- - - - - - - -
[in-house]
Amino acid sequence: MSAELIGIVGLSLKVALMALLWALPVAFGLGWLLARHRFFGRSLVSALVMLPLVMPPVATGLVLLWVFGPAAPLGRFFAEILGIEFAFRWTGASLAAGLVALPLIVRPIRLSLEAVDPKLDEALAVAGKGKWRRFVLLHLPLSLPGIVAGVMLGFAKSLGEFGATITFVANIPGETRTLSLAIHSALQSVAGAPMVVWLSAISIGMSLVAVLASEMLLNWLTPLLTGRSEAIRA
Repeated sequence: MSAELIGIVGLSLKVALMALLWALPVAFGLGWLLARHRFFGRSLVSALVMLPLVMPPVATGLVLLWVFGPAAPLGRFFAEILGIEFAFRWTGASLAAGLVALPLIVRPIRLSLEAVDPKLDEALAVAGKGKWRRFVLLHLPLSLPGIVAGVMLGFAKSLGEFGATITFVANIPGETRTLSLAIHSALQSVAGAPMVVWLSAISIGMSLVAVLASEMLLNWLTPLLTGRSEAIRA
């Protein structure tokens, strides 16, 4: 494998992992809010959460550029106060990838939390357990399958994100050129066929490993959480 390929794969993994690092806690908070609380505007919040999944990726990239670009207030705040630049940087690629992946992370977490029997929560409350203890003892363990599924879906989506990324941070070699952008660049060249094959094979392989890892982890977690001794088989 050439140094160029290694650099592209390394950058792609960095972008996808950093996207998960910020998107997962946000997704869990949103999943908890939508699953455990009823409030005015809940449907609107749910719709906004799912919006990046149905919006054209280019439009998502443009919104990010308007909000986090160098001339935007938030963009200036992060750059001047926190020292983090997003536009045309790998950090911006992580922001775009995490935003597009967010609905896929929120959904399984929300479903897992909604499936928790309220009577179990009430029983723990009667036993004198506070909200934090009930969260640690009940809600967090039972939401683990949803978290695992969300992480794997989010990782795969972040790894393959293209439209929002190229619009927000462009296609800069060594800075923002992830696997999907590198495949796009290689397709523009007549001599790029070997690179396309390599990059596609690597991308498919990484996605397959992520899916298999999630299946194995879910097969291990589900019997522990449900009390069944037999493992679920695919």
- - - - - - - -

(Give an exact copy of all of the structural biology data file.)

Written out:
[in-house]
Amino acid sequence: MSAELIGIVGLSLKVALMALLWALPVAFGLGWLLARHRFFGRSLVSALVMLPLVMPPVATGLVLLWVFGPAAPLGRFFAEILGIEFAFRWTGASLAAGLVALPLIVRPIRLSLEAVDPKLDEALAVAGKGKWRRFVLLHLPLSLPGIVAGVMLGFAKSLGEFGATITFVANIPGETRTLSLAIHSALQSVAGAPMVVWLSAISIGMSLVAVLASEMLLNWLTPLLTGRSEAIRA
Repeated sequence: MSAELIGIVGLSLKVALMALLWALPVAFGLGWLLARHRFFGRSLVSALVMLPLVMPPVATGLVLLWVFGPAAPLGRFFAEILGIEFAFRWTGASLAAGLVALPLIVRPIRLSLEAVDPKLDEALAVAGKGKWRRFVLLHLPLSLPGIVAGVMLGFAKSLGEFGATITFVANIPGETRTLSLAIHSALQSVAGAPMVVWLSAISIGMSLVAVLASEMLLNWLTPLLTGRSEAIRA
């Protein structure tokens, strides 16, 4: 494998992992809010959460550029106060990838939390357990399958994100050129066929490993959480 390929794969993994690092806690908070609380505007919040999944990726990239670009207030705040630049940087690629992946992370977490029997929560409350203890003892363990599924879906989506990324941070070699952008660049060249094959094979392989890892982890977690001794088989 050439140094160029290694650099592209390394950058792609960095972008996808950093996207998960910020998107997962946000997704869990949103999943908890939508699953455990009823409030005015809940449907609107749910719709906004799912919006990046149905919006054209280019439009998502443009919104990010308007909000986090160098001339935007938030963009200036992060750059001047926190020292983090997003536009045309790998950090911006992580922001775009995490935003597009967010609905896929929120959904399984929300479903897992909604499936928790309220009577179990009430029983723990009667036993004198506070909200934090009930969260640690009940809600967090039972939401683990949803978290695992969300992480794997989010990782795969972040790894393959293209439209929002190229619009927000462009296609800069060594800075923002992830696997999907590198495949796009290689397709523009007549001599790029070997690179396309390599990059596609690597991308498919990484996605397959992520899916298999999630299946194995879910097969291990589900019997522990449900009390069944037999493992679920695919």